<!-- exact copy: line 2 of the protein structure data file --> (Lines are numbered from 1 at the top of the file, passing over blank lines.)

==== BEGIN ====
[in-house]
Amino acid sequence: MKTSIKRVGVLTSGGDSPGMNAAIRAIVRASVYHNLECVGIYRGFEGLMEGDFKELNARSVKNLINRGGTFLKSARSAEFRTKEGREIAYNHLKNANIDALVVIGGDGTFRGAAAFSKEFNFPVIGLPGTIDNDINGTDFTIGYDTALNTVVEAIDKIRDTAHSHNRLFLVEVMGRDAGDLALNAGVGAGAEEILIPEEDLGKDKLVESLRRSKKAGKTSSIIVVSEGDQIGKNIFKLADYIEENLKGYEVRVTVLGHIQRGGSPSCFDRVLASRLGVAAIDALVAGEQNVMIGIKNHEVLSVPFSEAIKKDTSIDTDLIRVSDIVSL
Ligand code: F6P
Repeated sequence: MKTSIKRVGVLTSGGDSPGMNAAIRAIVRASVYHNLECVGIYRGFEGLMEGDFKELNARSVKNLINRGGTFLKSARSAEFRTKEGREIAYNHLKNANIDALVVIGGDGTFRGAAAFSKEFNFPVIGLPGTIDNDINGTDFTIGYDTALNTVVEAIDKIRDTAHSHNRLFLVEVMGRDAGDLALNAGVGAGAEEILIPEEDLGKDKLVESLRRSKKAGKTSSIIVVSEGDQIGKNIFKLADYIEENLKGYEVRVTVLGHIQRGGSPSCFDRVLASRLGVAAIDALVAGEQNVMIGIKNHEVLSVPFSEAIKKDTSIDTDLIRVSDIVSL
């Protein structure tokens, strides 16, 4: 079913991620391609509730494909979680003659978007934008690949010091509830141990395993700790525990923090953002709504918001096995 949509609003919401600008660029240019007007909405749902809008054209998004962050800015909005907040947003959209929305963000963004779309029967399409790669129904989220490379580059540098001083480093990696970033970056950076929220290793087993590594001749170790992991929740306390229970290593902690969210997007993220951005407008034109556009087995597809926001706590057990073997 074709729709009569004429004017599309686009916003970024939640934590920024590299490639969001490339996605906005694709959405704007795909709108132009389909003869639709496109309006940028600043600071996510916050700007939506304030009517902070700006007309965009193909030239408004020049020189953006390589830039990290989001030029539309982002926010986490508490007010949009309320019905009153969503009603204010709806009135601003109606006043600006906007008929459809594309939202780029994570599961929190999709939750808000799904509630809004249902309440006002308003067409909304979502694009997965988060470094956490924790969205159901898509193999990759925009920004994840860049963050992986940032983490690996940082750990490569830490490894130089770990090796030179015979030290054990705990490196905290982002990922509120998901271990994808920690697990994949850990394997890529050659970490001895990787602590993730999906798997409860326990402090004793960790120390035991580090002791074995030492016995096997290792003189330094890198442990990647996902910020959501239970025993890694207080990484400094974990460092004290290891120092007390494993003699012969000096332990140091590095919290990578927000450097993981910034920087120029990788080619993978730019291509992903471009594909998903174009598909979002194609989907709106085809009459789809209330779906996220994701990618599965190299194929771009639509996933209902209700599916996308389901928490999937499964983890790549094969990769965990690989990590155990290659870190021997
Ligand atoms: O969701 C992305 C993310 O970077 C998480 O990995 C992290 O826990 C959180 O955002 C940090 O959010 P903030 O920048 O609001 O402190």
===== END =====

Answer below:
Amino acid sequence: MKTSIKRVGVLTSGGDSPGMNAAIRAIVRASVYHNLECVGIYRGFEGLMEGDFKELNARSVKNLINRGGTFLKSARSAEFRTKEGREIAYNHLKNANIDALVVIGGDGTFRGAAAFSKEFNFPVIGLPGTIDNDINGTDFTIGYDTALNTVVEAIDKIRDTAHSHNRLFLVEVMGRDAGDLALNAGVGAGAEEILIPEEDLGKDKLVESLRRSKKAGKTSSIIVVSEGDQIGKNIFKLADYIEENLKGYEVRVTVLGHIQRGGSPSCFDRVLASRLGVAAIDALVAGEQNVMIGIKNHEVLSVPFSEAIKKDTSIDTDLIRVSDIVSL